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I've just started working with SQLite in C# to test various features of an application. In building my first SQLite example I wanted to insert a large .csv into a table (Person) with two columns, A and B. The .csv file is 50MB in size and contains multiple rows of the same data ("abc, def").

I wrote the following code, but I think this is fairly inefficient and am looking for advice on a better method(s) to optimize this code to read the file and finally insert it into SQLite.

Regex splitRx = new Regex(@",\s*", RegexOptions.Compiled);
ArrayList al = new ArrayList();

using (StreamReader sr = new StreamReader(@"c:\Temp\test.csv"))
{
    string line = null;
    int ln = 0;
    while ((line = sr.ReadLine()) != null)
    {
        string[] fields = splitRx.Split(line);
        if (fields.Length != 2)
        {
            Console.WriteLine("Invalid Input on line:" + ln);
            continue;
        }
        ln++;
        al.Add(fields);
    }
}

using (var conn = new SQLiteConnection(@"Data Source=C:\Temp\test.sqlite"))
{
    conn.Open();

    using (var cmd = new SQLiteCommand(conn))
    {
        using (var transaction = conn.BeginTransaction())
        {
            foreach (string[] sa in al)
            {
                cmd.CommandText =
                    "INSERT INTO Person (FirstName, LastName) VALUES ('" + sa[0] + "', '" + sa[1] + "');";
                cmd.ExecuteNonQuery();
            }

            transaction.Commit();
        }
    }

    conn.Close();
}
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  1. You parse the CSV fields as string yet you use an ArrayList - I'd go for the generic List<string> in that case.

  2. Your CSV parser is broken in the general sense - i.e. it can't deal with things like this 1234, "foo,bar", "go" - it would split the foo,bar value in the middle. Given your data that might not matter but it's probably easier to look for a 3rd party CSV parser on NuGet to future proof it.

  3. Given that you ignore invalid lines in the CSV file anyway I'd consider changing the implementation of the CSV reading into an enumerator which avoids reading the entire file into memory. Something along these lines:

    private IEnumerable<string[]> ParseCsv(string fileName)
    {
        using (var sr = new StreamReader(fileName))
        {
            string line = null;
            int lineNumber = 0;
            while ((line = sr.ReadLine()) != null)
            {
                string[] fields = splitRx.Split(line);
                lineNumber ++;
                if (fields.Length != 2)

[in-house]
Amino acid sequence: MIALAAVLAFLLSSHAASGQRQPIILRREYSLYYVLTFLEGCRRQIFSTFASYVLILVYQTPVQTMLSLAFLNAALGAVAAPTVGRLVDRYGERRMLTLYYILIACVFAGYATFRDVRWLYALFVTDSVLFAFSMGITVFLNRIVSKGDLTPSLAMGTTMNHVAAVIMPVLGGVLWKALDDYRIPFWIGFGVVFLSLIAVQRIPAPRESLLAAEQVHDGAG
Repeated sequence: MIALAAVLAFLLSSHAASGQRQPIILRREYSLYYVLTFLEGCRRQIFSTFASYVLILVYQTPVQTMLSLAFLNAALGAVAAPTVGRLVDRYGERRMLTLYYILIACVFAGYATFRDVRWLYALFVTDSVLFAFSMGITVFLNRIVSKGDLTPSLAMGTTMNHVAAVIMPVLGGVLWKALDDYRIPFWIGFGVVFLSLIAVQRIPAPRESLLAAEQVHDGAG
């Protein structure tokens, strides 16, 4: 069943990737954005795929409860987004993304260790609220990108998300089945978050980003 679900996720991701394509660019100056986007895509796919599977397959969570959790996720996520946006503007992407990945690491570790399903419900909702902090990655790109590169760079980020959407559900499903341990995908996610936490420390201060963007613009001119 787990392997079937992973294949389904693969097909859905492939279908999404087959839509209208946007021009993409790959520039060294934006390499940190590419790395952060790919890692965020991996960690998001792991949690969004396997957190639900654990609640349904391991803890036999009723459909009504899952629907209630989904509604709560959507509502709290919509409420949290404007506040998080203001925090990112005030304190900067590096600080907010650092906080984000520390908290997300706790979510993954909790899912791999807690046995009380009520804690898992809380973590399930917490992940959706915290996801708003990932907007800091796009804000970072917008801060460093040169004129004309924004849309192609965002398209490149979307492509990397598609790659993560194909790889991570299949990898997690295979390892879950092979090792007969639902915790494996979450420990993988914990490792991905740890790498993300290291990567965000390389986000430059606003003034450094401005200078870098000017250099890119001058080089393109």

{
                    Console.WriteLine("Invalid Input on line:" + lineNumber);
                    continue;
                }
                yield return fields;
            }
        }
    }
    

    then you can call it in your insert code:

        foreach (var sa in ParseCsv(@"c:\Temp\test.csv"))
        {
            cmd.CommandText =
                "INSERT INTO Person (FirstName, LastName) VALUES ('" + sa[0] + "', '" + sa[1] + "');";
            cmd.ExecuteNonQuery();
        }
    
  4. In fact given that your inserts happen inside a single transaction you could consider throwing an exception rather than printing a message when an ill-formed line occurs. This way you get all or nothing - which might or might not be preferable (depends on what kind of data you are importing for what purposes)

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  • \$\begingroup\$ ChrisWue: Some great comments in here. Tried this solution and makes a big difference! Still working through a transaction solution. \$\endgroup\$ – JAS Jan 18 '15 at 23:09
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This seems quite fine, in no small part thanks to the use of using (...) { ... } blocks to manage resources.

Use prepared statements

The biggest improvement would be to use prepared statements for inserting the records. See the example in the docs.

A small bug

You have a small bug in the line counting:

    if (fields.Length != 2)
    {
        Console.WriteLine("Invalid Input on line:" + ln);
        continue;
    }
    ln++;

Since you only increment the counter after the check on fields.length, the line number will be correct for the first invalid line, and off by one for the next invalid line, off by 2 for the one after, and so on. In other words, to keep the count correct, you need to do it before the if.

Use the var keyword consistently

You used the var keyword almost everywhere, except here:

using (StreamReader sr = new StreamReader(@"c:\Temp\test.csv"))

You can simplify with var sr = ...

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@janos mentioned prepared statements in the context of improving the performance of the code. While this is true, there is a much more important reason to use a prepared statement. It will prevent SQL injection vulnerabilities.

You are currently using string concatenation to construct your SQL query with insufficient validation of the input you are receiving from an external source. If that text file contains a line with the following:

a, a'); DROP TABLE Person;#

The result of the concatenation would be:

INSERT INTO Person (FirstName, LastName) VALUES ('a', 'a'); DROP TABLE Person;#');

This is perfectly valid SQL and will be destroy all of the data that is currently in the database. Your code does nothing to prevent this from happening. However, if you use a prepared statement, the input values will be properly escaped and your database will be fine.

Never use string concatenation for SQL commands with outside input. Never assume outside input will be what your code expects it to be.

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